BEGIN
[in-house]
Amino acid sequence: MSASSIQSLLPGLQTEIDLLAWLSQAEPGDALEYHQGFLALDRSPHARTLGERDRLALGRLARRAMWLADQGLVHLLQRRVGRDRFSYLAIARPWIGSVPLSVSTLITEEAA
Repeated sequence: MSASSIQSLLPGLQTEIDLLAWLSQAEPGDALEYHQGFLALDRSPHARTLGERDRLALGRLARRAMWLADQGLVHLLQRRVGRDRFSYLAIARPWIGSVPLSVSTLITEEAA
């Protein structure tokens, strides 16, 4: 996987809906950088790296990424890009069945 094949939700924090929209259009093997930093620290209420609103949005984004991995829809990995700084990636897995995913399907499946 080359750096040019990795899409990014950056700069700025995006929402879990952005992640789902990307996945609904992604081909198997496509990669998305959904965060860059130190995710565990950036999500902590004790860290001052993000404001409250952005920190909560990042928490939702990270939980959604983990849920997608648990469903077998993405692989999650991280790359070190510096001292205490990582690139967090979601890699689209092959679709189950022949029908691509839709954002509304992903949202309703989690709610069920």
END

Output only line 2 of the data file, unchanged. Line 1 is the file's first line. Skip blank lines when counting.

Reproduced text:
Amino acid sequence: MSASSIQSLLPGLQTEIDLLAWLSQAEPGDALEYHQGFLALDRSPHARTLGERDRLALGRLARRAMWLADQGLVHLLQRRVGRDRFSYLAIARPWIGSVPLSVSTLITEEAA